10 American Road Trips Everyone Should Experience in Their Life Time

Recently someone asked American Rediitors, What’s the ONE American road trip, everyone should experience in their lifetime? Here are the top-voted recommendations.

1. The Pacific Coast Highway

The number one-voted road trip Americans recommend everyone travel at least once in their lifetime is the Pacific Coast Highway. One noted, “Almost anytime is good to go, but the spring or fall is optimal.”

The Pacific Coast Highway follows the Western coast of the United States. Speaking as someone who lived in Washington and drove the highway before crossing the country to Maryland, Oregon has the most beautiful coast with tons of little sea towns to stop in along the way.

Related: 21 Yummy & Healthy Road Trip Snacks To Curb Your Hunger

2. Michigan’s Upper Peninsula

Michigan’s Upper Peninsula borders three great lakes against a beautifully forested backdrop. One American suggested, “Go through the upper peninsula of Michigan and camp in a state park campground.”

Others noted that Mackinac Island is breathtaking. It’s also the filming location for the 1980 classic Somewhere in Time with Christopher Reeves and Jane Seymour.

3. Miami to Key West

Miami to Key West is a beautiful drive voted number three on this top list of American road trips. One traveler shared, “That drive was a bucket list item we were lucky enough to complete the week before COVID lockdowns hit. Just stopping at random places and enjoying the beauty is impressive.”

4. Albuquerque to Vancouver, B.C.

One user noted, “Albuquerque to Vancouver, B.C., was an incredible drive. You hit New Mexico, Colorado, Utah, Idaho, Oregon, Washington, and British Columbia.”

5. The Million Dollar Highway

One explained, “The Million Dollar Highway is beautiful and not for the faint heart. And I’ve done it in snow.” The Million Dollar Highway stretches roughly 25 miles in western Colorado, following U.S. 550 between Silverton and Ouray. It’s a stretch of the San Juan Skyway.

There are legends about why it’s called that, including it cost a million dollars to build and contains millions of dollars of gold ore in its dirt fill. However, the locals will tell you, “You’d have to pay me a million dollars to get me to drive it in the snow.” There is breathtaking scenery everywhere but beware, no guard rails.

6. The Great River Road

The Great River Road is a scenic collection of state and local roads following the course of the Mississippi River through ten states in America: Minnesota, Wisconsin, Iowa, Illinois, Missouri, Kentucky, Tennessee, Arkansas, Mississippi, and Louisiana.

One traveler shared, “Along the Mississippi River. You can start in Minnesota. Then, the Twin Cities. Then Effigy Mounds National Monument. Then Hannibal, Mo. (Mark Twain’s hometown). St. Louis, Mo. (Gateway Arch). Pere Marquette State Park and Cahokia Mounds in Illinois. Many more attractions are further south to New Orleans.”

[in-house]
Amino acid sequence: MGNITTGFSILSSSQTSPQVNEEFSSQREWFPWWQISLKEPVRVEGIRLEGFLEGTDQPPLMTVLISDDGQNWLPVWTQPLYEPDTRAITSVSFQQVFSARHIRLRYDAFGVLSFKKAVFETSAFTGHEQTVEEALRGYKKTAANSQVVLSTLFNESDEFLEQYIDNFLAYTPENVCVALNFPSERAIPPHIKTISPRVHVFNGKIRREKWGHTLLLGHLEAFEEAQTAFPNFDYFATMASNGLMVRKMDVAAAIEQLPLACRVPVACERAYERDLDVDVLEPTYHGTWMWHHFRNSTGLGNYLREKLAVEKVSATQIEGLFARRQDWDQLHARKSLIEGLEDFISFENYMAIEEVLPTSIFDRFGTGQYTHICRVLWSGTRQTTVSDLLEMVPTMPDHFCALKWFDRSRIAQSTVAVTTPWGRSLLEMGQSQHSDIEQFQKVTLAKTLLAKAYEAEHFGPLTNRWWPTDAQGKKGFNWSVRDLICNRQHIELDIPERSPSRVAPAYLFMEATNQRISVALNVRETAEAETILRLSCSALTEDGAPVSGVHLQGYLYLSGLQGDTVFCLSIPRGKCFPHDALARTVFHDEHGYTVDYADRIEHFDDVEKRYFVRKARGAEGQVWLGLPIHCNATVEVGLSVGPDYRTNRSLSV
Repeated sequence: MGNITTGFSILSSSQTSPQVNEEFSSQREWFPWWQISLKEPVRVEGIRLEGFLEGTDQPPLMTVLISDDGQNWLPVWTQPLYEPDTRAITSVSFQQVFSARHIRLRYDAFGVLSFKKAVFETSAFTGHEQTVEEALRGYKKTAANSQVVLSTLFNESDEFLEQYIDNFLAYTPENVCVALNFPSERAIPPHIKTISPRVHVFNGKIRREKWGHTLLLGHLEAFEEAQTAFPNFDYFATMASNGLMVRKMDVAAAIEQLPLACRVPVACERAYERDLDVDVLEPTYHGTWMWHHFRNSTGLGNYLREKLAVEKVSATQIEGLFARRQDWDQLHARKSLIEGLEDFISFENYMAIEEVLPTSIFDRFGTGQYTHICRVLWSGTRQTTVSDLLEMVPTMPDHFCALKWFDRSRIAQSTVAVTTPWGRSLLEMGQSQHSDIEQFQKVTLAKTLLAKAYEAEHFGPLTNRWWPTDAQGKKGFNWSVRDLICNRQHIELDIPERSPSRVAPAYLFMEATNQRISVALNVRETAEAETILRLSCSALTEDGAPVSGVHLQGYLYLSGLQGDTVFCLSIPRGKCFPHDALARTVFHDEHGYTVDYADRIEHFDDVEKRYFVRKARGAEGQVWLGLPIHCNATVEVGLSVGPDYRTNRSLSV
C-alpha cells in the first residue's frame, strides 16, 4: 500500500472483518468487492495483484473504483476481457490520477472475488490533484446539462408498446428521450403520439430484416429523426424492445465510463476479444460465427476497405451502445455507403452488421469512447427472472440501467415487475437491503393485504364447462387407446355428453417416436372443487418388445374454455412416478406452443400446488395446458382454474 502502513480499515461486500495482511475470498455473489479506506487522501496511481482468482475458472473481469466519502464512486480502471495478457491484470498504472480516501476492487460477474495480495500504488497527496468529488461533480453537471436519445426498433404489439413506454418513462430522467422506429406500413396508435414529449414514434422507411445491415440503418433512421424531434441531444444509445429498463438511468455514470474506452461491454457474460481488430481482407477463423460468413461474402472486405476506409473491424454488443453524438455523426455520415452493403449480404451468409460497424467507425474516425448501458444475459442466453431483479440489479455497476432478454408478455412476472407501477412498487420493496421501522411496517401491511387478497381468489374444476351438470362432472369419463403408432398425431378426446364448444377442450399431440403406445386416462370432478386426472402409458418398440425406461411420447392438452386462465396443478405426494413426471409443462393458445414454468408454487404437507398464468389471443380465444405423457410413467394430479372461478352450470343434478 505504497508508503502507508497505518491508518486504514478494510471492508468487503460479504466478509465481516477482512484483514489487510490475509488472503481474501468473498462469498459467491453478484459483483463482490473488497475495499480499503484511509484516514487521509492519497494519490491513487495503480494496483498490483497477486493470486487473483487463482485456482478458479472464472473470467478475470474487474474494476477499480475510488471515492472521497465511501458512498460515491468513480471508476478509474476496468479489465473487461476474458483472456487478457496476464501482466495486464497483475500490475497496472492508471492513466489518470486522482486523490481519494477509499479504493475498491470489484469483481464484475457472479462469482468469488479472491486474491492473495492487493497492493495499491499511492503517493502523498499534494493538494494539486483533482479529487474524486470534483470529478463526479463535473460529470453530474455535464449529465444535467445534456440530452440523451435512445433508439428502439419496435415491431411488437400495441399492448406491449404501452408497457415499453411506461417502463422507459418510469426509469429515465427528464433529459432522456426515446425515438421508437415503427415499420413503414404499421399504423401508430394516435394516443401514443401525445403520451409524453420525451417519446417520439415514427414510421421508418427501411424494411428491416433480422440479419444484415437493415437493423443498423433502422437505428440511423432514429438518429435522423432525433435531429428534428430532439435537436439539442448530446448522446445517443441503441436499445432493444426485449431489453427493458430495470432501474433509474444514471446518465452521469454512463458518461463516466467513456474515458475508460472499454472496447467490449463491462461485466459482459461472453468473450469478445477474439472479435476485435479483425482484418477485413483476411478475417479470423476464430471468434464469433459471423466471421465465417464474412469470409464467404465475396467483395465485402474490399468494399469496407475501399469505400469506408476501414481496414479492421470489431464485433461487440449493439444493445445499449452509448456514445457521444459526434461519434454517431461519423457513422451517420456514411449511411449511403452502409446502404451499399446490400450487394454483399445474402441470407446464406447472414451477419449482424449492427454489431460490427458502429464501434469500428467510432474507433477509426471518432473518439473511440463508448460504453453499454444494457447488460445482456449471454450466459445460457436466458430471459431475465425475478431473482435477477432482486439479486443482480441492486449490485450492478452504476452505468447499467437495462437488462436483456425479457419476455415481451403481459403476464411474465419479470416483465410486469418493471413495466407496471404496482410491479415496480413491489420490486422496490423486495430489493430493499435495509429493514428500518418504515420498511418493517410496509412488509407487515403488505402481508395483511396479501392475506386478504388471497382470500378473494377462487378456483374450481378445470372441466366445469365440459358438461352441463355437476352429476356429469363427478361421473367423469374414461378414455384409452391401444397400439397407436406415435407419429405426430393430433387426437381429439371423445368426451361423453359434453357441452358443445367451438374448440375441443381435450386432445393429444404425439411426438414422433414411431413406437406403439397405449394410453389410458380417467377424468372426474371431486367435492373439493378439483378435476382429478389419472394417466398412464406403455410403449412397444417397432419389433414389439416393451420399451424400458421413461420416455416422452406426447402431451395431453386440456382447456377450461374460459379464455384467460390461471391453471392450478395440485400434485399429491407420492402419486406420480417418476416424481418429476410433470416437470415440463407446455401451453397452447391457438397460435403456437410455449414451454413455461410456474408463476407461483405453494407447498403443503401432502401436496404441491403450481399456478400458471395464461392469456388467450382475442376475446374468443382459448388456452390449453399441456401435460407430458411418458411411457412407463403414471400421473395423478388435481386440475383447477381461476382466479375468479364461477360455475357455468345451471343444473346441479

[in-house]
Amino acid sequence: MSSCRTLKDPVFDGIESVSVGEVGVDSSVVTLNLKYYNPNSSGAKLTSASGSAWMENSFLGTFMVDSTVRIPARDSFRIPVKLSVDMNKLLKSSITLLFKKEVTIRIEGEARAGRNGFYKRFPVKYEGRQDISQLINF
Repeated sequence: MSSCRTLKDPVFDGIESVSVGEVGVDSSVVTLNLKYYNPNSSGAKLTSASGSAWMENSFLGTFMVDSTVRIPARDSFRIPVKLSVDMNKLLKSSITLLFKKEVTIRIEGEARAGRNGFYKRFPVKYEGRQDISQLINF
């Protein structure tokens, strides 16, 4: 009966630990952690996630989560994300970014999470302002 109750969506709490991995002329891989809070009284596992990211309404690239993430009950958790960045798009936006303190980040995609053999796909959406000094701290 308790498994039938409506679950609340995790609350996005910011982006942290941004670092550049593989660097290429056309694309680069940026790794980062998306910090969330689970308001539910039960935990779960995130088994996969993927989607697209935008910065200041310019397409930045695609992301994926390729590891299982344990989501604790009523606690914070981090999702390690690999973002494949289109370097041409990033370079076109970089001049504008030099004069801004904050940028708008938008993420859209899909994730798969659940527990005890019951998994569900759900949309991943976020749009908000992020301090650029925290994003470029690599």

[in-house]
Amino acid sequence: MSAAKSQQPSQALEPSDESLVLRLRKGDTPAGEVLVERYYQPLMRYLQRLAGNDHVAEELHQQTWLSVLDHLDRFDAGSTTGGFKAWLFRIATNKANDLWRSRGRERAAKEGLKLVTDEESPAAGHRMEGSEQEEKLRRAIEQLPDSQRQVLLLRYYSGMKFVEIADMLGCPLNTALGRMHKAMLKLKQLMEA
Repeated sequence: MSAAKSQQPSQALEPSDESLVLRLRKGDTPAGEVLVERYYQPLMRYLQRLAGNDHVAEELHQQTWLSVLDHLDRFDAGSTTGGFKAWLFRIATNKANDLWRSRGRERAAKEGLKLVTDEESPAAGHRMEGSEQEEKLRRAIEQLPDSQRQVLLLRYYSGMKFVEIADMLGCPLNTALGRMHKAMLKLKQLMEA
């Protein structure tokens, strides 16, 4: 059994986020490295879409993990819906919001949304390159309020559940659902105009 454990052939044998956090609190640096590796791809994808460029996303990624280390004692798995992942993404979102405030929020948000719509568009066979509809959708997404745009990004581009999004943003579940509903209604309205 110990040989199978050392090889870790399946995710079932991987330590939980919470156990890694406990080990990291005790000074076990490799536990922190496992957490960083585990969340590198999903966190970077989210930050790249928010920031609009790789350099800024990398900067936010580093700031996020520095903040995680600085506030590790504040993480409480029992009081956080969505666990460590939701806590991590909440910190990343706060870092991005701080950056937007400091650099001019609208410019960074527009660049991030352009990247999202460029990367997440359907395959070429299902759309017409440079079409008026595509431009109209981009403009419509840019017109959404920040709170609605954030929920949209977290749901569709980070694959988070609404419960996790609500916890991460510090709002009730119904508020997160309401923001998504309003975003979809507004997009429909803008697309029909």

7. The Taylor Highway

Another explained, “If you make it to Alaska, I’d suggest the Taylor Highway, from about 12 miles south of Tok, up to Eagle, on the Yukon River.

The scenery is spectacular, particularly once you get about 70 miles in, and some of it is both breathtaking and pucker-inducing; think 1.5 lanes wide roadway blasted into the side of a hill, with a 500′ drop to the downside and no guardrail.

It is traveled so lightly that I don’t think it even shows up as a road on Google Earth after about mile 95, where a spur (the “Top of the World Highway”) takes off toward Dawson. Be sure to bring spare tires and top off your gas tank at Chicken and Eagle, as those are the only two places to fill up on the highway’s entire stretch.”

Again, as someone who also lived in Alaska. Let me add that The Seward Highway between Anchorage and the Kenai Peninsula is breathtaking. The blue ice glaciers will make you pause. But beware of areas without guard rails. Also, these drives are night and day different between summer and winter, and they are stunning during both.

8. The Empire Builder

One American suggested The Empire Builder. It’s a train that leaves from Chicago and goes to Seattle or Portland. It goes through Illinois, Wisconsin, Minnesota, North Dakota, Montana, Idaho, Washington, and Oregon if you’re going to Portland.

For the first couple hours, it’s just farmland, and you’ll cross the Mississippi River. Then, going through Montana and Idaho is absolutely BEAUTIFUL with the Rocky mountains. Finally, the train splits into two trains in Spokane (Washington), one going to Seattle and the other to Portland.

9. The Overseas Highway

Many in the thread agreed, “The Overseas Highway down to Key West is gorgeous and fairly relaxing.” It is a 113-mile highway carrying U.S. Route 1 through the Florida Keys to Key West. The top speed for most of it is about 45 miles an hour.

One added, “I recommend getting a hotel in the Marathon area and going the rest down to Key West as a day trip from the hotel if you are traveling as a family. Significant savings and less noise at night generally. If you are going to drink a lot, stay on the island in Key West, close to Duval street.”

Related: The Best Carryon Bag for All Travelers

10. The Cross Country Drive

Finally, one stated, “I’ll go ahead and say the cliché thing: The cross-country drive. Because over five-to-six days, you see the landscape and the people change before your eyes. I-40 is especially good. From Wilmington, North Carolina, to Barstow, California, picking up I-15 into San Diego.

What do you think? Did American Redditors get this right, or is a significant American road trip missing from this list? This article is inspired by the internet and does not necessarily reflect the views or opinions of Savoteur.




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